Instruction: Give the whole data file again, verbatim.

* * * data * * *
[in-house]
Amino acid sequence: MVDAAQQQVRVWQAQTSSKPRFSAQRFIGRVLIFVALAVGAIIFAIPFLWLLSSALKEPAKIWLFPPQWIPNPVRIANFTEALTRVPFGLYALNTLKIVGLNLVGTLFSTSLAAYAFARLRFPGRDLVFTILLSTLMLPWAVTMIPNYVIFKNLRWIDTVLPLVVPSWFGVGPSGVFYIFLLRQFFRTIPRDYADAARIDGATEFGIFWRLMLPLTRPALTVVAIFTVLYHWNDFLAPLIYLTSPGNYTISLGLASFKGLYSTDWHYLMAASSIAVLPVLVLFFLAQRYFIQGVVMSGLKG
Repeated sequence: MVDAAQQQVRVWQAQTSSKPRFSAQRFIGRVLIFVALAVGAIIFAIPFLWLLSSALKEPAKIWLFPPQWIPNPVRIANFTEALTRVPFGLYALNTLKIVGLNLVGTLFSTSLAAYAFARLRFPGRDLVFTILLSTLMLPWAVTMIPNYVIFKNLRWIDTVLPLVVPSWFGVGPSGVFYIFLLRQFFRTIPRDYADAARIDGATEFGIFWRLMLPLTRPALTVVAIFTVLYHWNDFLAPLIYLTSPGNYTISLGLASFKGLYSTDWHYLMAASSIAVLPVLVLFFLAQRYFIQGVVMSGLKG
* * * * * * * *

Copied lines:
[in-house]
Amino acid sequence: MVDAAQQQVRVWQAQTSSKPRFSAQRFIGRVLIFVALAVGAIIFAIPFLWLLSSALKEPAKIWLFPPQWIPNPVRIANFTEALTRVPFGLYALNTLKIVGLNLVGTLFSTSLAAYAFARLRFPGRDLVFTILLSTLMLPWAVTMIPNYVIFKNLRWIDTVLPLVVPSWFGVGPSGVFYIFLLRQFFRTIPRDYADAARIDGATEFGIFWRLMLPLTRPALTVVAIFTVLYHWNDFLAPLIYLTSPGNYTISLGLASFKGLYSTDWHYLMAASSIAVLPVLVLFFLAQRYFIQGVVMSGLKG
Repeated sequence: MVDAAQQQVRVWQAQTSSKPRFSAQRFIGRVLIFVALAVGAIIFAIPFLWLLSSALKEPAKIWLFPPQWIPNPVRIANFTEALTRVPFGLYALNTLKIVGLNLVGTLFSTSLAAYAFARLRFPGRDLVFTILLSTLMLPWAVTMIPNYVIFKNLRWIDTVLPLVVPSWFGVGPSGVFYIFLLRQFFRTIPRDYADAARIDGATEFGIFWRLMLPLTRPALTVVAIFTVLYHWNDFLAPLIYLTSPGNYTISLGLASFKGLYSTDWHYLMAASSIAVLPVLVLFFLAQRYFIQGVVMSGLKG